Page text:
Note to Self: Problems Aren’t Problems

To some students at Colorado Academy, problems are not problems, and rocket science just isn’t all that complicated. How can that be?

Empower students to create and innovate, and give them the space to do so. CA sophomore Nick Bain is a long-time inventor, and is currently marketing his latest product, the Switch Port.

The Switch Port is an oversized, writable surface that replaces traditional light switch covers. It has a dry-erase surface for writing down reminders or messages in a snap.

Explains Bain, “With a spot on the side to hold a marker, the Switch Port is the perfect family companion to easily create an instant message board in a place where everyone in the family can see it.

“If you try, you can make almost anything for yourself.”

Bain came up with the idea because at times, “I didn’t know which switch went to which light,” he said. He says he’s installed a few Switch Ports at home.  “It’s also useful to write messages to yourself, like ‘Bring your books to school; go to tennis at 5 p.m.’ You see them as you go out the door.”  Bain’s product is now on the market in three different sizes, ranging in price from $12-$14. He hopes to be selling it in such places as the Denver Art Museum, the Tattered Cover, as well as online through or its own Google site:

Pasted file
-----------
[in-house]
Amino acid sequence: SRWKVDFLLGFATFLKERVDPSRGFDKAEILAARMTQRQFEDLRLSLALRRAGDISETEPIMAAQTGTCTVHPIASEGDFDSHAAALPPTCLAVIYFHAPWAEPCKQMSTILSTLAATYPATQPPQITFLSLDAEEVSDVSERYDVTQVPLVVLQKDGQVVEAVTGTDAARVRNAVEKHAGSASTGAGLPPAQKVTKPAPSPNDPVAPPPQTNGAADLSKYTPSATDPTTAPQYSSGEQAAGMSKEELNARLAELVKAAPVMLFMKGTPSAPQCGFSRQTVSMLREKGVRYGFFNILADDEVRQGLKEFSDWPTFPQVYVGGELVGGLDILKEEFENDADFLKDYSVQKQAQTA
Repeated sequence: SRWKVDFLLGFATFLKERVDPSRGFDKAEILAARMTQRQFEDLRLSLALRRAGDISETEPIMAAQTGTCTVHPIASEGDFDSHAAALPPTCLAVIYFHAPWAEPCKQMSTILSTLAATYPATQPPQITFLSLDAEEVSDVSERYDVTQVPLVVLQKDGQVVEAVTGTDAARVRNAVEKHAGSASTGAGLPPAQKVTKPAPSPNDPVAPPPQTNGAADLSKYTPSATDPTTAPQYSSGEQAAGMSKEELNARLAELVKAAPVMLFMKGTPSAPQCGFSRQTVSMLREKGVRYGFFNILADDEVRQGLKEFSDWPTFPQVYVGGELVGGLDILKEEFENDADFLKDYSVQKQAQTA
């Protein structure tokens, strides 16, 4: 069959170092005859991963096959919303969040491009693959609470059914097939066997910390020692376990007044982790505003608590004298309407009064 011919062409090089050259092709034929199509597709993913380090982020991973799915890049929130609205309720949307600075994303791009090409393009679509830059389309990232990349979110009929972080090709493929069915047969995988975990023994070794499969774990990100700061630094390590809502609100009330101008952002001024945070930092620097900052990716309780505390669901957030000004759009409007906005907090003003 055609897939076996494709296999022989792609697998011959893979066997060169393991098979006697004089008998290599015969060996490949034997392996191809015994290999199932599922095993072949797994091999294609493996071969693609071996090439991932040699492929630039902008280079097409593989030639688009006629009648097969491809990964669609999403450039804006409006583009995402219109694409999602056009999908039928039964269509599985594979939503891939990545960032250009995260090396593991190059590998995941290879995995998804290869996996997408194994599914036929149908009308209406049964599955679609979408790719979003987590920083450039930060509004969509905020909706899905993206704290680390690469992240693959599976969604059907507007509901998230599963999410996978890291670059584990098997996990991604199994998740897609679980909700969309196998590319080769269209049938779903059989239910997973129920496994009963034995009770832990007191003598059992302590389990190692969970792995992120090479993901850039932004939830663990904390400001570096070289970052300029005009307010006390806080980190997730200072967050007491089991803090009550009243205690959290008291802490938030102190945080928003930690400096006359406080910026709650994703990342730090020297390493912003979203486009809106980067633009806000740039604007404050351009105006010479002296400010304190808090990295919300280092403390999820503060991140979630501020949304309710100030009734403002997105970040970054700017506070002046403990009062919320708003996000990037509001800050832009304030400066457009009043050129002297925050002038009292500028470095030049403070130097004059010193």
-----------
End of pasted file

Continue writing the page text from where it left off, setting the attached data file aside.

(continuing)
Interested in crowdfunding for this project? Check it out on the Google site. A stint on Kickstarter garnered 12 funders and some very positive reviews.

Bain readied his invention for market by using CA’s new Innovation Lab, part classroom, part workshop, but all student invention space. “I asked (CA Upper School Physics teacher) Mr. Roads if he would show me how to use the laser-cutter and he showed me.  I was surprised how easy it was.  It’s just like a printer really.  If you want to use the Innovation Lab, all you have to do is ask.”

Another student, CA sophomore David Schurman, used the lab to 3-D print a moveable robotic hand, and then using an Arduino microcontroller, programmed the hand to move in alignment with flex sensors on the back side of a glove.

The lab is part of the school’s new Upper School, which opened in January.  The space is available for student use, and it also serves as a classroom for elective courses, including Electronics & Robotics, Toy Making, and Needs-Based Design.

Now, Bain says, “I’m working on a rocket engine.  The process of inventing is so exciting because ‘rocket science’ is really not so difficult as it seems.  If you try, you can make almost anything for yourself.”  More than anything, CA teacher Chris Roads says that is the best place to start. “”Even the replication of somebody else’s project can be an amazing learning experience. This can be a great place to start.”

For Bain, he says having an innovator’s mindset allows for a refreshing approach to life. “Problems aren’t permanent,” he says. “ If something isn’t how you want it, you can almost always change it.” And he hopes even more students will join him in the lab. “Most fabrication shops aren’t nearly as nice.  We’re lucky to have it” at CA, he says. What Bain is hoping for is an even tougher problem. “I wish there was a course set up like a challenge.  It would ask you to do something really, really hard and just let you try to do it.”